The top front cover on the armoris chassis also uses a gear to help open the doors. These doors are rather smooth when opening them.

Removing the protective plastic over the side panel. Max Cube also uses a mesh over the side panel to help with airflow.

Time for us to go over the interior of the chassis.

To install the 5.25″ drives is a simple task as the Armoris is virtually toolless. The 5.25″ drives, HDD’s or PCI expansion cards do not need screws to secure them. To put in a 5.25″ drive (or device) just turn the green knob to the left till it stops, insert your device, then turn to the right to secure that device into place. The 3.5″ devices are held in by the same means.

The HDD carriers are pretty simple to remove and place back into there respective spots. I will go over how to install the HDD later in the review. These HDD carriers will not support the use of a 2.5″ HDD/SSD. If you have these types of drives you will have to get creative on there mounting. Thankfully I have some 3.5″ HDD’s to put into this case.

The front IO/fan port connectors, and the rear fan connector.


This is where our PCI expansion cards go. To open these up, was a simple enough task, simply squeeze the two tabs together and slide back. The only issue I had was when I put in a expansion card. Once I locked that card into place the card would still wiggle in the port. It did not wiggle a whole lot but I would prefer no movement on my expasion cards.

The included screws and motherboard stand-offs to secure the motherboard into place. This is the only time screws will be used.


Just some added images of the armoris chassis.


Once my niece, (yep the same one who claimed the pink Xtrac Logic mouse pad from me) saw this chassis, she told me (mind you “Told” me) that she wanted to use it. She also informed me that if I did not allow her usage she would rip my arm off, and beat me with it. Who am I to argue with my niece, especially when she offers to bring bodily harm upon myself……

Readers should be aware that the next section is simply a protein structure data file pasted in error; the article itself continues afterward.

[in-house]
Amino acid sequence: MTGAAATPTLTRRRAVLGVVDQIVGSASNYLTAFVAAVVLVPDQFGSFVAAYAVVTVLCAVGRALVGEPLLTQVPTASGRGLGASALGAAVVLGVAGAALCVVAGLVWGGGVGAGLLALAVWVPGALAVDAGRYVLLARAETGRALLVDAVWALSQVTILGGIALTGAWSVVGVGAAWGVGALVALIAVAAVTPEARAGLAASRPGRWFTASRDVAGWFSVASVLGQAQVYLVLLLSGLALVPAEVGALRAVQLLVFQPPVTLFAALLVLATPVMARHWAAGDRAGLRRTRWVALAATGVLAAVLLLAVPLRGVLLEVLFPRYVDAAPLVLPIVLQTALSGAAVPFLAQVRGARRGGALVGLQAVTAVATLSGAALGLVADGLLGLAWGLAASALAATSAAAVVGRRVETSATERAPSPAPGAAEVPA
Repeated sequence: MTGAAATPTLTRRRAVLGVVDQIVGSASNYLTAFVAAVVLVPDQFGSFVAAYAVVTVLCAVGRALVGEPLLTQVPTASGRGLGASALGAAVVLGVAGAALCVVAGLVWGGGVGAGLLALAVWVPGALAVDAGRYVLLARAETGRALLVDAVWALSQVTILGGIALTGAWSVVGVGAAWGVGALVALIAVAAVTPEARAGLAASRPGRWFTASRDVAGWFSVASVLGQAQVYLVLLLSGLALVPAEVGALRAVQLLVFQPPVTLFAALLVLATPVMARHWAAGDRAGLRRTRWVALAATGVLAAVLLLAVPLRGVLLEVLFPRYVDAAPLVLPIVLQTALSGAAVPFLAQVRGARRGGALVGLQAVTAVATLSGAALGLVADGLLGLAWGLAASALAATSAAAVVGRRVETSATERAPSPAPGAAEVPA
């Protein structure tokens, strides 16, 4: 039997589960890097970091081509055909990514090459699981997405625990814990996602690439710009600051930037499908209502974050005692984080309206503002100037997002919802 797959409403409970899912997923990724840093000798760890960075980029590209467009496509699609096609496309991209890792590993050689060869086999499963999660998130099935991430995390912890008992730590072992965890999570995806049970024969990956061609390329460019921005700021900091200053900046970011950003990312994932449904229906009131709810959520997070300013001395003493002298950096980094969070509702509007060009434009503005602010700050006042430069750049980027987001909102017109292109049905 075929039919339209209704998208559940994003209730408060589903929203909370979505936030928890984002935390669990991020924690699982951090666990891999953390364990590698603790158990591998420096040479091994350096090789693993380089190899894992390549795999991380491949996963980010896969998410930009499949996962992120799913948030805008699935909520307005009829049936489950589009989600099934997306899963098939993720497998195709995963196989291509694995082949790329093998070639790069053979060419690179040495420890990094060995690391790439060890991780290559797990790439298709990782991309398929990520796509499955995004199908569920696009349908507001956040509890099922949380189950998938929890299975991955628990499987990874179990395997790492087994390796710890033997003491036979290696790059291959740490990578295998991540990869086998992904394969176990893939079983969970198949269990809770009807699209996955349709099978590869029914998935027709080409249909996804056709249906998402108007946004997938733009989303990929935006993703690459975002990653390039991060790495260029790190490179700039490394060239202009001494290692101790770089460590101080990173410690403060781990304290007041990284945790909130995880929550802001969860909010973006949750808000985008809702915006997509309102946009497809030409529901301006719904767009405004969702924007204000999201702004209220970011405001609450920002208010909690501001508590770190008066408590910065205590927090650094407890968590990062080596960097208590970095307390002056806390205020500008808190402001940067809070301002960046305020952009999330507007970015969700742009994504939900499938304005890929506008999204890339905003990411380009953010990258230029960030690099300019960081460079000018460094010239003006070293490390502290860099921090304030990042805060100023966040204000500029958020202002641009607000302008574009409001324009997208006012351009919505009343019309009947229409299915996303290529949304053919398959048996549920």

Well we need to put in the motherboard stand offs first.

Well since installing into this chassis was/is easy I went ahead and did the entire thing in one motion. There is enough room inside the chassis to accomidate large video cards and or CPU coolers. The only issue you will have with this chassis are the extremely large (long) GPU coolers.

Installing the HDD was again not hard, just be careful not to twist the cage to much because you could snap it in half.


Everything installed, and ready. 


The Max Cube Armoris is a good all round designed chassis that is both easy enough for a novice to use while giving an experienced builder the necessary airflow they may need.

There are only a couple of main issues I need to mention about the Armoris chassis. One being I prefer to have my PSU’s mounted on the bottom of the chassis as this is better for cable management as well as it helps airflow on or near the computer components. The semi loose nature of the PCI expansion locks is not a real con, but it does warrant to be mentioned. Lastly the chassis manufacturers need to consider utilizing 2.5″ HDD holders in their chassis. My niece only has 3.5″ drives, but I have 3 2.5″ HDD’s, and 1 3.5″ HDD. For myself to use this chassis I would have to make my own adapter to accommodate my unique system.

I could not find a price point on this chassis. So I will try a determine my score upon the basis of ease of installing, cooling capabilities, and overall looks.

  • Performance 8
  • Value ??
  • Quality 8
  • Warranty 8
  • Features 7
  • Innovation 7


+Ease of installing computer components

+Good cooling capabilities

+Looks good on any computer desk


PSU mounted on top not on the bottom

  I give the Armoris a: 8.0 and the Bjorn Seal of approval